The Second World War in Southern Cameroon and its Impact on Mission-State Relations, 1939–50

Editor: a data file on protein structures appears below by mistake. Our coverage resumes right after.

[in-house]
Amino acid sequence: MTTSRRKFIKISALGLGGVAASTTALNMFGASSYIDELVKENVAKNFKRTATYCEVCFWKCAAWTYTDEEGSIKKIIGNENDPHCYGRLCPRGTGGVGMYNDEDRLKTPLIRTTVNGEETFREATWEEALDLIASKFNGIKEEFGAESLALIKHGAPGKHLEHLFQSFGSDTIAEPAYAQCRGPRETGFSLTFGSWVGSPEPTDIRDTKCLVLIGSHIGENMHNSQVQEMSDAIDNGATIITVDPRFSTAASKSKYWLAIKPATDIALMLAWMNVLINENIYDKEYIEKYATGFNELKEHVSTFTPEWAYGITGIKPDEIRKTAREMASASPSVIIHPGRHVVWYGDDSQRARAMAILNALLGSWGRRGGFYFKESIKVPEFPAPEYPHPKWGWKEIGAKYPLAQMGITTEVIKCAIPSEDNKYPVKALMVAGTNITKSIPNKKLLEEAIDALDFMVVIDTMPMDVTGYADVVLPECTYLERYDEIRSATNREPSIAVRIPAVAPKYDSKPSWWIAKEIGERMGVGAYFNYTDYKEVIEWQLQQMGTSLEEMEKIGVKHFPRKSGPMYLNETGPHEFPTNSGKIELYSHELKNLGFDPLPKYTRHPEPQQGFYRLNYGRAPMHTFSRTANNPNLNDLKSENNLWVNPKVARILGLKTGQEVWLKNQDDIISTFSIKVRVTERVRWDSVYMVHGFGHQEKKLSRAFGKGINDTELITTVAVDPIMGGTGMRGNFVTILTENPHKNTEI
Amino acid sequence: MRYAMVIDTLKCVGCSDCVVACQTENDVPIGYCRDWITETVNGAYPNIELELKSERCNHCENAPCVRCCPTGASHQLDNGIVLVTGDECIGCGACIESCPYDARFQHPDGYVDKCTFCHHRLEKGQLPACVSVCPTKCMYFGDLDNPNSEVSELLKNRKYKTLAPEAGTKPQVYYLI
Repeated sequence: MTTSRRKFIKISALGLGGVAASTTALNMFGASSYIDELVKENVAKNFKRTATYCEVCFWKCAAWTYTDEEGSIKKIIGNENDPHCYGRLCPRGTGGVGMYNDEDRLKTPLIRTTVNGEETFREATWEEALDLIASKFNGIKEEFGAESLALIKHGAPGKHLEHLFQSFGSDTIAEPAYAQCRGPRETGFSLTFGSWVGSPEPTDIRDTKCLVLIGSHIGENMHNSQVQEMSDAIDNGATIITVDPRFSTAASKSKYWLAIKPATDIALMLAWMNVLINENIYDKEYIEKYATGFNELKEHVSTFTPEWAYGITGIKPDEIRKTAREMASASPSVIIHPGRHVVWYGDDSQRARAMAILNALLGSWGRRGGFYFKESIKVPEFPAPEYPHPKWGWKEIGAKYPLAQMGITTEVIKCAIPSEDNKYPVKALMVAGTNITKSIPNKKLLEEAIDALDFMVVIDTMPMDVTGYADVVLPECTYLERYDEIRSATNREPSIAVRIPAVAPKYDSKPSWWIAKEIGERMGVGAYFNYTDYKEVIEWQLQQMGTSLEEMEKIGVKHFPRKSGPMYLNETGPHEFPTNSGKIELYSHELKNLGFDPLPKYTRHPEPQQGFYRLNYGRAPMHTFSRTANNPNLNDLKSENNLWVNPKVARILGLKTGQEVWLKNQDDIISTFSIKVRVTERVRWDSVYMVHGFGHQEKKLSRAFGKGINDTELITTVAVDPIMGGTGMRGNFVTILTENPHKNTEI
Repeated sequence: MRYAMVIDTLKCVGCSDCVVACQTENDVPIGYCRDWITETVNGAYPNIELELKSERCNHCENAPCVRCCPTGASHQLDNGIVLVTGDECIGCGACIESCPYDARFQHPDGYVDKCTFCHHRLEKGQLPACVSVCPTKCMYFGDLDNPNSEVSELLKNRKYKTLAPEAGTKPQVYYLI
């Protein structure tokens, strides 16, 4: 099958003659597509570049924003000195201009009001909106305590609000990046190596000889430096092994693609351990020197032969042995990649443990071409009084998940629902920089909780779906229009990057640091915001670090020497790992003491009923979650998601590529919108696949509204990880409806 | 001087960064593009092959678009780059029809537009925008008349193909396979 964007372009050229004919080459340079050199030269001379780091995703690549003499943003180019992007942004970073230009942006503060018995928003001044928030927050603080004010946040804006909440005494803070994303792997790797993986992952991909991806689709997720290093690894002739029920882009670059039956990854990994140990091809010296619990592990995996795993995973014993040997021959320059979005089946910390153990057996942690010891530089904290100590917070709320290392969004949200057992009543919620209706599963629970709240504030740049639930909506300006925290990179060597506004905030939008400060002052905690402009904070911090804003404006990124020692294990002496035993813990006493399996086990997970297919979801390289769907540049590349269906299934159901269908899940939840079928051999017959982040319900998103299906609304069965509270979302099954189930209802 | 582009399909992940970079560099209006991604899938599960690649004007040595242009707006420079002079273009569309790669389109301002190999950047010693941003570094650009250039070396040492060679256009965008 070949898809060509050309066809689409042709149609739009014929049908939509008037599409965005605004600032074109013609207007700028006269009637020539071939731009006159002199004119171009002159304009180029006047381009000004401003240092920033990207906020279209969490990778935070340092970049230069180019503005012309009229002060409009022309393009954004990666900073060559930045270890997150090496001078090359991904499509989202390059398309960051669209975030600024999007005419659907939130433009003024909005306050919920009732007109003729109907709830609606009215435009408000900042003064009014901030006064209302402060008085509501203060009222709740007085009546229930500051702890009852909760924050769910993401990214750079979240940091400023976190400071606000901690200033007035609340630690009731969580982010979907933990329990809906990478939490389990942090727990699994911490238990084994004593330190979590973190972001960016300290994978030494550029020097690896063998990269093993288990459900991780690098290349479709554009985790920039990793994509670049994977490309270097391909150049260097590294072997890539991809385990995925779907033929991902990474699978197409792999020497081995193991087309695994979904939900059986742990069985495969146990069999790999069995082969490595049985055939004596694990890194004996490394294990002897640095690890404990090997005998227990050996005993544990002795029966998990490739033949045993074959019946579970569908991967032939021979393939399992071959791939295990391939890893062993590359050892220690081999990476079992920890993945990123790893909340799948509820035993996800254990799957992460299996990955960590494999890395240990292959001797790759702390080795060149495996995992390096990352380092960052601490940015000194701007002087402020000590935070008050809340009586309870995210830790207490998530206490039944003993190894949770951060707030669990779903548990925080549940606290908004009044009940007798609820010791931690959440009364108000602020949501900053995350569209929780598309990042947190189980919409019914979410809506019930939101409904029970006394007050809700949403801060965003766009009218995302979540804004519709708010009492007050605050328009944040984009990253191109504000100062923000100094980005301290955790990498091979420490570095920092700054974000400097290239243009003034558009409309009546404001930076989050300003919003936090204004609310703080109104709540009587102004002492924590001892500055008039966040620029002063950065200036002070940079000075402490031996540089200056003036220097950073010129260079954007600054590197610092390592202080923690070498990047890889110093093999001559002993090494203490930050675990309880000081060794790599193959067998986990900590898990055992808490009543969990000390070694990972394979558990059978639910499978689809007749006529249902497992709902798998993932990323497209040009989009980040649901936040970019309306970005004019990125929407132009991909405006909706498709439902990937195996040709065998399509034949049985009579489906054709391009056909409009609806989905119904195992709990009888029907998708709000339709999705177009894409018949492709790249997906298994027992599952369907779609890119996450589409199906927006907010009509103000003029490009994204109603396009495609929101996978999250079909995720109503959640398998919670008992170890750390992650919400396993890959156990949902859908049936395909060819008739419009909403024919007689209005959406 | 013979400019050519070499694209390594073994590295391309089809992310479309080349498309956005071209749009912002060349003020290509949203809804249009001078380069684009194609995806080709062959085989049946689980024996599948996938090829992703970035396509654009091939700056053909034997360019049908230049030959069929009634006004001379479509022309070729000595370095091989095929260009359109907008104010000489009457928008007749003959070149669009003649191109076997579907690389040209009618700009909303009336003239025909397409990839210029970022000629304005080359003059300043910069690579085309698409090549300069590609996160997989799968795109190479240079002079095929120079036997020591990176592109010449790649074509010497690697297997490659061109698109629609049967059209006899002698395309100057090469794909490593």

The Second World War threatened to be a major disaster for the British in Southern Cameroon.1 The territory, officially a British Mandate of the League of Nations, presented some embarrassing features by 1939. Although an ex-German colony, German influence and not British transcended many facets of Cameroon colonial life.2 Much of the commercial economy, particularly the cocoa, banana and rubber plantations and the import and export business remained in German hands. On the spiritual plane, all foreign nationals of the Basel Mission were either German or Swiss-Germans, as were all the German Baptist missionaries. A significant number of the Catholic missionaries were also German or Italian. German influence therefore was widespread. The British hold on Cameroon was light. Between the wars she played a minimum caretaker role and totally failed to create any serious economic, social, cultural or political impact on the territory or on its inhabitants. It is understandable therefore why the Administration became so nervous in 1939.
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